Wednesday, November 30, 2022

The diplomat who saved 40,000 lives

Oskar Schindler was a German businessman who saved more than 1,000 Jews during World War II by cunningly convincing the Nazi regime that he needed the free labor to keep his army-supply factory functioning.

Most of us have at some point heard, read or seen something on television about Mr. Schindler’s heroic crusade to save lives. His accomplishments have been widely disseminated through numerous books and documentaries and even Steven Spielberg immortalized his life in the Oscar-Winning film “Schindler’s List.”

Another noteworthy historical figure known for his humanitarian efforts during World War II was Angel Sanz Briz, the Spanish diplomat who saved thousands of Jews from the Nazi regime while serving in Hungary.

In order to persuade the German occupiers to free some prisoners, Mr. Sanz claimed that all of the Sephardic Jews were entitled to Spanish citizenship because they were the descendants of those expelled from Spain by the Catholic monarchy in the late 15th century.

With this scheme, Mr. Sanz saved more than 5,000 Jews and granted them Spanish citizenship. Mr. Sanz’s cause was also captured by the media in a Spanish movie called “The Angel of Budapest.”

There were many other diplomats, individuals and even a few Nazi officials who tried to save lives from the atrocities of “The Final Solution” and war throughout the continent, but there is one case that is often overlooked by historians.

Mexican diplomat Gilberto Bosques Saldívar snatched 40,000 prisoners from the grip of fascism during the second world war. Mr. Bosques’ case is particularly remarkable because of the number of lives he managed to save and because we don’t often hear about the role played by Mexico during World War II.

Mr. Bosques was born on July 20, 1892 into a middle-class family in a small town in the state of Puebla. After his active participation in the Mexican Revolution, Mr. Bosques’ political career advanced rapidly, and in 1924 he became an elected congressman.

In 1939, after the fall of the Spanish republic at the hands of Francisco Franco, Mexican president Lázaro Cárdenas (the same president that expropriated the oil industry) appointed him as consul general of Mexico in Paris.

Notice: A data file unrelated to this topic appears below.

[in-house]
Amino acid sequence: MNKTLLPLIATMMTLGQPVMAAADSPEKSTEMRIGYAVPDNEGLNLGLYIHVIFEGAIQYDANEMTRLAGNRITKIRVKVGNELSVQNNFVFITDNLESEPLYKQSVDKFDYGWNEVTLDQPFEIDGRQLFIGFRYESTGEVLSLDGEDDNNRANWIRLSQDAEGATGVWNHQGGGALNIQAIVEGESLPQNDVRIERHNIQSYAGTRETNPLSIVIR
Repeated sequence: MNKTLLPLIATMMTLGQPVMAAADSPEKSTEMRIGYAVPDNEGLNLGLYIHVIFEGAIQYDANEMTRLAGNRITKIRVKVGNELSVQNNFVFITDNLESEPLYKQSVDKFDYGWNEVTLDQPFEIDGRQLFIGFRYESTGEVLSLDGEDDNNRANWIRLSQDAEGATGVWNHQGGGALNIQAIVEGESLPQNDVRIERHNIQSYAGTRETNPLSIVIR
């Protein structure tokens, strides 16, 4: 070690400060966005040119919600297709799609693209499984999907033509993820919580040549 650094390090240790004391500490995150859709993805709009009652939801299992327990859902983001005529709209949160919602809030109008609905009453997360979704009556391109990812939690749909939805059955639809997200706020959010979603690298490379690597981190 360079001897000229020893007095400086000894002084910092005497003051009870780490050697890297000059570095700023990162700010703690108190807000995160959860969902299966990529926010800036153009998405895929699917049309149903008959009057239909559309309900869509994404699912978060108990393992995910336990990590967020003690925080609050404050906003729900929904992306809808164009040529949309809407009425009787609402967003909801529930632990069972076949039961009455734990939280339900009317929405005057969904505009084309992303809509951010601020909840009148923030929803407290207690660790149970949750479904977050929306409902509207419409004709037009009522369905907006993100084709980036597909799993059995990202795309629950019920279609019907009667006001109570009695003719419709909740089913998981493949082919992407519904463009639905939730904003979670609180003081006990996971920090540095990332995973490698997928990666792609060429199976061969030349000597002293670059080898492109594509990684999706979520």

Not long after his arrival, however, the German occupation of Paris became imminent and Mr. Bosques moved Mexico’s consular operations first to Bayonne and later to French-controlled Marseille.

The original mandate of Mr. Bosques was to protect Mexican citizens trapped in the middle of the conflict, but when he witnessed the desperation of the displaced trying to escape the Nazi regime, he convinced President Cárdenas to facilitate the transport of refugees to Mexico and to grant Mexican citizenship to all of them upon arrival.

In order to save as many refugees as possible, Mr. Bosques rented two castles in Marseille, planted the Mexican flag in both and kept and fed as many refugees as he could fit, many of them rescued from concentration camps and underground safe houses.

Mr. Bosques then convinced the Mexican government to send passenger vessels to the coast to pick up the refugees and take them to Mexico.

In 1942, Mexico broke off diplomatic relations with occupied France. Not long after, German forces occupied the Mexican consulate and arrested the refugees that were waiting to be transported to Mexico. They confiscated documents and property of Mr. Bosques and his family, and he and the 43 members of the Mexican consulate were sent to the German-controlled locality of Amélie-les-Bains.

That same year, German submarines destroyed Mexican tankers that were transporting oil to the United States, and in response Mexico declared war on the Axis powers. At that point Mr. Bosques and his family became prisoners of war and were taken to a prison-hotel in the German town of Bad Godesberg.

It was not until 1943 that Mr. Bosques was freed and returned to Mexico where he was received as a hero by the refugees he had saved.

The problem of refugees is unfortunately not limited to the history books of World War II. According to the United Nations High Commissioner for Refugees (UNHCR), there are currently 22.5 million in the world, and countries that have traditionally welcomed them are starting to reduce the numbers they accept each year.

In recent months in Mexico it has not been uncommon to find articles in the newspapers about Haitian refugees in Tijuana and the northern border states, or news about Central Americans looking for a better life in Mexico. (Unfortunately it’s not always good news).

There are also stories about a few Syrian refugees in Mexico. Reports from COMAR (the Mexican Commission for Assistance to Refugees) show that Mexico is receiving applications from refugees from countries as far away as Sri Lanka, Eritrea and Iraq.

Mexico has always been a hospitable society, and we need to work to preserve that. Even today, we can see the thriving descendants of the refugees Mr. Bosques helped to escape. The contributions, loyalty, and thankfulness of refugees makes for a stronger and more diverse society.

The common thread of the stories of these World War II heroes was the great risk they took to preserve human life and to protect the most vulnerable members of society. We need to build more bridges, not walls. We need more Oskar Schindlers, more Angeles Sanz, and we definitely need more Gilbertos Bosques.

“It was not me, it was Mexico,” is what Gilberto Bosques Saldívar said every time he was thanked by a refugee.

Alvaro Amador Muniz hails from Ciudad Juarez, Chihuahua, is an honorary Tennessean and an avid basketball player currently living in Mexico City. He can be contacted at [email protected]

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